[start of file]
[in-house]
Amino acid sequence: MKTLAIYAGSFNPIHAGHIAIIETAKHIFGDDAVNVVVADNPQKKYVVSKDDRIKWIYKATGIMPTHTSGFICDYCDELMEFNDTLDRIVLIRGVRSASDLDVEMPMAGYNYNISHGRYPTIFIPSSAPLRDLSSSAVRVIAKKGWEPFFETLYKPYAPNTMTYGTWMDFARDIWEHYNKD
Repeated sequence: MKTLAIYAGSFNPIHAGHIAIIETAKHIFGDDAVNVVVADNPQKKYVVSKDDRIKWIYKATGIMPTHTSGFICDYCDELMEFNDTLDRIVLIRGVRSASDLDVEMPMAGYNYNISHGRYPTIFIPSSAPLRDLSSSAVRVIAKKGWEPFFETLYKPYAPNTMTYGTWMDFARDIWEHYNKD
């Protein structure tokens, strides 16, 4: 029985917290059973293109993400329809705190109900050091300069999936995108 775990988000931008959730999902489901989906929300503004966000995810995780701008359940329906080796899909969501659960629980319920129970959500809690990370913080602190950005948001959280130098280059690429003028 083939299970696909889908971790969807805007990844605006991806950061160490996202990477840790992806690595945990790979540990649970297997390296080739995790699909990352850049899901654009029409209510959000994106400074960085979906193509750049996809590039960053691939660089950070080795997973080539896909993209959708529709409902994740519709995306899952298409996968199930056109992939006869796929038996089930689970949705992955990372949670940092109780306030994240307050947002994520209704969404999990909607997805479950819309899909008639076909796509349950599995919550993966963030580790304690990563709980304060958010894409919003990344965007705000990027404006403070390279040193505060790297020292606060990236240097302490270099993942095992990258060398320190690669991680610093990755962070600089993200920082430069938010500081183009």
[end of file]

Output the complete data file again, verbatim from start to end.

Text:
[in-house]
Amino acid sequence: MKTLAIYAGSFNPIHAGHIAIIETAKHIFGDDAVNVVVADNPQKKYVVSKDDRIKWIYKATGIMPTHTSGFICDYCDELMEFNDTLDRIVLIRGVRSASDLDVEMPMAGYNYNISHGRYPTIFIPSSAPLRDLSSSAVRVIAKKGWEPFFETLYKPYAPNTMTYGTWMDFARDIWEHYNKD
Repeated sequence: MKTLAIYAGSFNPIHAGHIAIIETAKHIFGDDAVNVVVADNPQKKYVVSKDDRIKWIYKATGIMPTHTSGFICDYCDELMEFNDTLDRIVLIRGVRSASDLDVEMPMAGYNYNISHGRYPTIFIPSSAPLRDLSSSAVRVIAKKGWEPFFETLYKPYAPNTMTYGTWMDFARDIWEHYNKD
């Protein structure tokens, strides 16, 4: 029985917290059973293109993400329809705190109900050091300069999936995108 775990988000931008959730999902489901989906929300503004966000995810995780701008359940329906080796899909969501659960629980319920129970959500809690990370913080602190950005948001959280130098280059690429003028 083939299970696909889908971790969807805007990844605006991806950061160490996202990477840790992806690595945990790979540990649970297997390296080739995790699909990352850049899901654009029409209510959000994106400074960085979906193509750049996809590039960053691939660089950070080795997973080539896909993209959708529709409902994740519709995306899952298409996968199930056109992939006869796929038996089930689970949705992955990372949670940092109780306030994240307050947002994520209704969404999990909607997805479950819309899909008639076909796509349950599995919550993966963030580790304690990563709980304060958010894409919003990344965007705000990027404006403070390279040193505060790297020292606060990236240097302490270099993942095992990258060398320190690669991680610093990755962070600089993200920082430069938010500081183009």